KARACHI: Nearly 20,000 fishermen have been forced to relocate themselves to different cities in the past three to four decades in search of livelihood because of depleting fish stocks as Manchar Lake continues to get poisoned by agricultural and industrial waste.
This was observed by Nisar Panhwar, the general secretary of the Friends of Indus Forum. “Manchar Lake was once known for its crystal clear water and rich fish stocks. It also used to provide nesting and resting habitat for migratory birds. There were about 102 species of birds recorded, and, likewise, more than 200 species of fish reported at the largest freshwater source. Through Indus flyway we used to get thousands of migratory birds from Central Asia in winters,” he added.
Belonging to the fishermen community and observing the situation for about two decades, Panhwar said: “Only 200 families of fishermen still live along Manchar Lake because of the alarming situation.”
Once the largest fish trader at the lake, Mehar Ali said: “They have killed Mother Manchar. Contaminated water from drains has made the lake poisonous and we can do nothing.”
Ali has now migrated to a congested slum in Karachi and is planning to change his profession. He said his business was booming until 1976, after which drains started discharging poisonous agriculture waste into the lake.
“There was a time when each fisherman could catch up to 100 to 150 kilogrammes of fish every day, but now they can hardly catch 20 to 30 kilogram of edible fish,” he says.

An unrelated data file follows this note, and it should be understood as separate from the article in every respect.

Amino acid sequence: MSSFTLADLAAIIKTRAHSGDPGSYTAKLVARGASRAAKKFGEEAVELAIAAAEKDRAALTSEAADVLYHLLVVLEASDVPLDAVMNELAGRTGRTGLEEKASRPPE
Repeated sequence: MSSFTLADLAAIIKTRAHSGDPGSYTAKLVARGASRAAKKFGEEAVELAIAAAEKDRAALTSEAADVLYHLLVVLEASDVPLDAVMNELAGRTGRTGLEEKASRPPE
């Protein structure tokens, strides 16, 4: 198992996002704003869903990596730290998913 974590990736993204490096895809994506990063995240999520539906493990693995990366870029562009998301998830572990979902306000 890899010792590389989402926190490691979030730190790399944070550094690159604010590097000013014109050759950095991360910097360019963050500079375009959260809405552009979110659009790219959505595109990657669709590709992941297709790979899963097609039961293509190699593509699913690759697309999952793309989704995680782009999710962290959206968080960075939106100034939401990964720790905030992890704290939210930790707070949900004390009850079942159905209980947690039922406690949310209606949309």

Allah Bachayo, another fisherman, who originally hailed from Manchar Lake, said: “For decades, the lake was rich in fish sources, but when the water got polluted, fish could not survive. It is poisonous. Even, we cannot drink it.”
He too was forced to migrate from his home village of Bhubak to Karachi.
Bhubak is a boat village. “It was once a traditional city of fishermen. They lived on boats and caught fish day and night. Each boat had two stories with several rooms, a kitchen, a toilet and a basement,” he recalled.
He added that majority of the fish species had died due to pollution and contamination of the water in the lake. “No more migratory birds nest here due to change in the ecological system as well.”
Muhammad Yahya, a senior member of Sindh Environment Protection Agency, described that the problem is the Main Nara Valley drain, one of three sources that feed the lake, as it brings the most pollutants-both agricultural and industrial.
“About 31 small sources discharge their effluents into another Mir Narwah drain, so we can’t identify what the major source exactly is,” he said, adding that polluted water from upcountry, agriculture waste and domestic and industrial pollutants are the major sources of water contamination.
Published in The Express Tribune, July 5th, 2013.